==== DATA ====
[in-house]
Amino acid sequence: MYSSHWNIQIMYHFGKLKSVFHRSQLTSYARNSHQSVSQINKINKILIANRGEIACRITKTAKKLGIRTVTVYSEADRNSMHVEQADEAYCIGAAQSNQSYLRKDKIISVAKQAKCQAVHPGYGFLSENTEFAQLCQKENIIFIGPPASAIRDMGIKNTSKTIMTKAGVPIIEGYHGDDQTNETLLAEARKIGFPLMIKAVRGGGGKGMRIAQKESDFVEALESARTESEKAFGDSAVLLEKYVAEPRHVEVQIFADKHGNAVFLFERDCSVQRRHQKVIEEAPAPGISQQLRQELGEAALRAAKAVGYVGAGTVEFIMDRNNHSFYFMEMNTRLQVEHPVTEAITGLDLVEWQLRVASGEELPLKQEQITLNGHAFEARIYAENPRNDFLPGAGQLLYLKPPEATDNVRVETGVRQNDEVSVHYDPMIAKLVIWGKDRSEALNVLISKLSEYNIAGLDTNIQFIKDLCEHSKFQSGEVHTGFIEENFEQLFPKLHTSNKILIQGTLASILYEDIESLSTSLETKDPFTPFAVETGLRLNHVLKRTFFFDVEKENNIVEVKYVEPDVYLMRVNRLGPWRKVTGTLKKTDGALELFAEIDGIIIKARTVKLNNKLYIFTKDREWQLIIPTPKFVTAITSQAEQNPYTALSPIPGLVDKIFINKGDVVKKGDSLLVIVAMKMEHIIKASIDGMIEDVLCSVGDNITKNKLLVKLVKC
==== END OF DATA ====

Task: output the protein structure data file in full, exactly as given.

[in-house]
Amino acid sequence: MYSSHWNIQIMYHFGKLKSVFHRSQLTSYARNSHQSVSQINKINKILIANRGEIACRITKTAKKLGIRTVTVYSEADRNSMHVEQADEAYCIGAAQSNQSYLRKDKIISVAKQAKCQAVHPGYGFLSENTEFAQLCQKENIIFIGPPASAIRDMGIKNTSKTIMTKAGVPIIEGYHGDDQTNETLLAEARKIGFPLMIKAVRGGGGKGMRIAQKESDFVEALESARTESEKAFGDSAVLLEKYVAEPRHVEVQIFADKHGNAVFLFERDCSVQRRHQKVIEEAPAPGISQQLRQELGEAALRAAKAVGYVGAGTVEFIMDRNNHSFYFMEMNTRLQVEHPVTEAITGLDLVEWQLRVASGEELPLKQEQITLNGHAFEARIYAENPRNDFLPGAGQLLYLKPPEATDNVRVETGVRQNDEVSVHYDPMIAKLVIWGKDRSEALNVLISKLSEYNIAGLDTNIQFIKDLCEHSKFQSGEVHTGFIEENFEQLFPKLHTSNKILIQGTLASILYEDIESLSTSLETKDPFTPFAVETGLRLNHVLKRTFFFDVEKENNIVEVKYVEPDVYLMRVNRLGPWRKVTGTLKKTDGALELFAEIDGIIIKARTVKLNNKLYIFTKDREWQLIIPTPKFVTAITSQAEQNPYTALSPIPGLVDKIFINKGDVVKKGDSLLVIVAMKMEHIIKASIDGMIEDVLCSVGDNITKNKLLVKLVKC